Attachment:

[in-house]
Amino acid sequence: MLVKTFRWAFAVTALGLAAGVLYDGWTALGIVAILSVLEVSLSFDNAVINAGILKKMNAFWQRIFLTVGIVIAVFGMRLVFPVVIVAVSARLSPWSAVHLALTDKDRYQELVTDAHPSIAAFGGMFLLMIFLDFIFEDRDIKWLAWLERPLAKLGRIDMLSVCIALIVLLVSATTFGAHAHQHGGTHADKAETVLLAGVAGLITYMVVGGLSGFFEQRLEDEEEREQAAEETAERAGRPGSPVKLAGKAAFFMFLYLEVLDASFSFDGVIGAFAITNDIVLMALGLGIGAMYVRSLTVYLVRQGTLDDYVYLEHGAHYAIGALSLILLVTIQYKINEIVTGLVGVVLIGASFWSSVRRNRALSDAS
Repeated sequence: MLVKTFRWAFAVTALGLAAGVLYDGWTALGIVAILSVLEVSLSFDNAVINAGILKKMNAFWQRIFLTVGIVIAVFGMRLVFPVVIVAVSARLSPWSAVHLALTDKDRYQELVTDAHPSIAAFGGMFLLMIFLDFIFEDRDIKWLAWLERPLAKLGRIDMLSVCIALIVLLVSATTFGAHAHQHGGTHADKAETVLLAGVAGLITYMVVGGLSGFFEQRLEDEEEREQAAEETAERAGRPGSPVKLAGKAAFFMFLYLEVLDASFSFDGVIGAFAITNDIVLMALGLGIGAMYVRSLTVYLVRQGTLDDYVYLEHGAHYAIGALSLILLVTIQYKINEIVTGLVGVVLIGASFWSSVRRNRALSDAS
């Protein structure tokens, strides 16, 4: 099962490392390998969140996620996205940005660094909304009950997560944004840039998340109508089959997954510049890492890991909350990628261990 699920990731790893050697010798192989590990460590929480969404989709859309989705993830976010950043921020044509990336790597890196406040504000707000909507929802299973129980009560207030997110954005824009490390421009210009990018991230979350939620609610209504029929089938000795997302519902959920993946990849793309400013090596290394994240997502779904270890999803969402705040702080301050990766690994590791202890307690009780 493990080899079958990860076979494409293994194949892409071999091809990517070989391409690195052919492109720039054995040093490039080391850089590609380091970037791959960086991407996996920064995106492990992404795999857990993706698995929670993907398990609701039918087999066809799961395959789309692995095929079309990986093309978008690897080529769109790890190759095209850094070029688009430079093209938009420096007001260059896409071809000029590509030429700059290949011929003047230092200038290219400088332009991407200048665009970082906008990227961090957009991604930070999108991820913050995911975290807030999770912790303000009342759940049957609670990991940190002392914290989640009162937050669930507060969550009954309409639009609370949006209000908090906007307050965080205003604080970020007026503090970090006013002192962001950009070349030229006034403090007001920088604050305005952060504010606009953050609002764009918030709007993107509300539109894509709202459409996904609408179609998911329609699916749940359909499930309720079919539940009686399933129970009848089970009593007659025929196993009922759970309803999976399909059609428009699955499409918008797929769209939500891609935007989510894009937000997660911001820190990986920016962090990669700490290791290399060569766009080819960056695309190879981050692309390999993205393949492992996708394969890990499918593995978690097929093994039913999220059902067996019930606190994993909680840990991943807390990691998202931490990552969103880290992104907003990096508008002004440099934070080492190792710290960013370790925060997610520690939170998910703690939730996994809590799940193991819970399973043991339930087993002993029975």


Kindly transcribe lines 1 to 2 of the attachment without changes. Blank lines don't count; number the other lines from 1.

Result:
[in-house]
Amino acid sequence: MLVKTFRWAFAVTALGLAAGVLYDGWTALGIVAILSVLEVSLSFDNAVINAGILKKMNAFWQRIFLTVGIVIAVFGMRLVFPVVIVAVSARLSPWSAVHLALTDKDRYQELVTDAHPSIAAFGGMFLLMIFLDFIFEDRDIKWLAWLERPLAKLGRIDMLSVCIALIVLLVSATTFGAHAHQHGGTHADKAETVLLAGVAGLITYMVVGGLSGFFEQRLEDEEEREQAAEETAERAGRPGSPVKLAGKAAFFMFLYLEVLDASFSFDGVIGAFAITNDIVLMALGLGIGAMYVRSLTVYLVRQGTLDDYVYLEHGAHYAIGALSLILLVTIQYKINEIVTGLVGVVLIGASFWSSVRRNRALSDAS